Critics’ Picks

Fahd Burki, Residuum, 2014, Perspex and MDF, dimensions variable.

Fahd Burki, Residuum, 2014, Perspex and MDF, dimensions variable.


Fahd Burki

Grey Noise
Unit 24, Alserkal Avenue, Street 8 Al Quoz 1
March 17–April 30, 2014

What makes it so challenging to write about Fahd Burki’s work is that no piece can be considered in isolation: Each contributes to an overall sensation—one of lingering unease. “Yield,” the young Lahore-based artist’s third show in Dubai, showcases a decided progression from the flat, futuristic-totem iconography of previous work towards less ambiguous but equally complex figures. In Gem, 2014, an angel-like character of sharp geometry and blocked colors, floats on a muted ground. Wide circles set within its rounded head approximate eyes that seem to stare flatly; broken lines at its arms’ ends read as clenched fists. The portrait of sorts resembles a linear, angrier version of Paul Klee’s Angelus Novus, 1920.

Like Klee, Burki seems to tackle heavy subjects (the dark side of utopia, alienation, death) with a reductive innocence. Plumbing the netherworlds of mythology, faith, and folklore, Burki’s works oscillate between being grave and comical, sinister and playful. Residuum, 2013, is an anthropomorphic figure articulated by black and white Perspex bars and cones, seeming to slide off a slab resembling that of a tomb. The grim scene—reinforced by the eerie title (are those cones little mounds of human remains?)—is somehow lightened by the stick-figure nonchalance of the character itself.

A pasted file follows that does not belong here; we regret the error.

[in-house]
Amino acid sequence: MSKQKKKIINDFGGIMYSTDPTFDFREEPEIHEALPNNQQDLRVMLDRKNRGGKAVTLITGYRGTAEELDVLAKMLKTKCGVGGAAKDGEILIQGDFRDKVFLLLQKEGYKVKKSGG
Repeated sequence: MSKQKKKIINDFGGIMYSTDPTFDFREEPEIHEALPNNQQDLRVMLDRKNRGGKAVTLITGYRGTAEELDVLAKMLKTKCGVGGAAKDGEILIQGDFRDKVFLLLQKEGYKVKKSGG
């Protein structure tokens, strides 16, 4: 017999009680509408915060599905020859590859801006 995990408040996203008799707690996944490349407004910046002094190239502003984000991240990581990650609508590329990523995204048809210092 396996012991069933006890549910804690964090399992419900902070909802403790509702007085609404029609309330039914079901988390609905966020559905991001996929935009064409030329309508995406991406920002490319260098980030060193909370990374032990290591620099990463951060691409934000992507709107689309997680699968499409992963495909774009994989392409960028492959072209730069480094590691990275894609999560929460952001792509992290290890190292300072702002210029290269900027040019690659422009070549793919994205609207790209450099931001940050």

A deep sense of tactility runs through “Yield,” as Burki favors hand-driven media such as charcoal and pastel pencils on paper. The unsettling Seeking Eden, 2014, is overwhelmed by an ominous U shape of thin, masterfully applied colored-pencil lines against a black ground above receding stone slabs. Burki’s (newfound) screenprinting talent is evidenced in pieces such as Toward Light, 2013: A tree and a sun are reduced to their most rudimentary representations, nearly becoming logos; the latter ethereally dissolves in a yellow haze. Hung side by side, the two landscapes engage in an uncomfortable conversation on themes of hope and doom. Dialogues between the works abound in this sparse yet smartly hung show: The voices, like the images, leave an unshakable impression.